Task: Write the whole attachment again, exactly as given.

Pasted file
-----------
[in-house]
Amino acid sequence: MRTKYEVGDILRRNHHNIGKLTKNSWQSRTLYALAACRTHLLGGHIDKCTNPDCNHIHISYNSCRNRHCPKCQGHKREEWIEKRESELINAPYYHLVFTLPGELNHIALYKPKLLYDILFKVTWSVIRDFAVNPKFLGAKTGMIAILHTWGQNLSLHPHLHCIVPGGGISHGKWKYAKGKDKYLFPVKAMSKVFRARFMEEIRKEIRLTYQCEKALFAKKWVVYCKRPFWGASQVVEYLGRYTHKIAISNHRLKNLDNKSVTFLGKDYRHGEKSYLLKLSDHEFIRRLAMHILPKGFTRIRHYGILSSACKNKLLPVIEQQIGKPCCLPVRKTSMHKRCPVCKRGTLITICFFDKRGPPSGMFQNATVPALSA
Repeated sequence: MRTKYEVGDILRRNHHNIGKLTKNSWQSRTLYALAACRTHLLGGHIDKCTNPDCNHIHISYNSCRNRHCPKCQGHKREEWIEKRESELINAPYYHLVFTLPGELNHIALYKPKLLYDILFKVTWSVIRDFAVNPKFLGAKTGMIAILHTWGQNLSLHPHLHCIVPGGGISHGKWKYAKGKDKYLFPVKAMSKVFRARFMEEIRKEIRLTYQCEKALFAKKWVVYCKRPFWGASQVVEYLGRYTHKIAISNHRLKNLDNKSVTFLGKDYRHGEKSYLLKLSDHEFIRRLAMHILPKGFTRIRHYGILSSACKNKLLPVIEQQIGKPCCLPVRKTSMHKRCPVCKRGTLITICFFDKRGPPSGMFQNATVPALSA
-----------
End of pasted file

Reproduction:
[in-house]
Amino acid sequence: MRTKYEVGDILRRNHHNIGKLTKNSWQSRTLYALAACRTHLLGGHIDKCTNPDCNHIHISYNSCRNRHCPKCQGHKREEWIEKRESELINAPYYHLVFTLPGELNHIALYKPKLLYDILFKVTWSVIRDFAVNPKFLGAKTGMIAILHTWGQNLSLHPHLHCIVPGGGISHGKWKYAKGKDKYLFPVKAMSKVFRARFMEEIRKEIRLTYQCEKALFAKKWVVYCKRPFWGASQVVEYLGRYTHKIAISNHRLKNLDNKSVTFLGKDYRHGEKSYLLKLSDHEFIRRLAMHILPKGFTRIRHYGILSSACKNKLLPVIEQQIGKPCCLPVRKTSMHKRCPVCKRGTLITICFFDKRGPPSGMFQNATVPALSA
Repeated sequence: MRTKYEVGDILRRNHHNIGKLTKNSWQSRTLYALAACRTHLLGGHIDKCTNPDCNHIHISYNSCRNRHCPKCQGHKREEWIEKRESELINAPYYHLVFTLPGELNHIALYKPKLLYDILFKVTWSVIRDFAVNPKFLGAKTGMIAILHTWGQNLSLHPHLHCIVPGGGISHGKWKYAKGKDKYLFPVKAMSKVFRARFMEEIRKEIRLTYQCEKALFAKKWVVYCKRPFWGASQVVEYLGRYTHKIAISNHRLKNLDNKSVTFLGKDYRHGEKSYLLKLSDHEFIRRLAMHILPKGFTRIRHYGILSSACKNKLLPVIEQQIGKPCCLPVRKTSMHKRCPVCKRGTLITICFFDKRGPPSGMFQNATVPALSA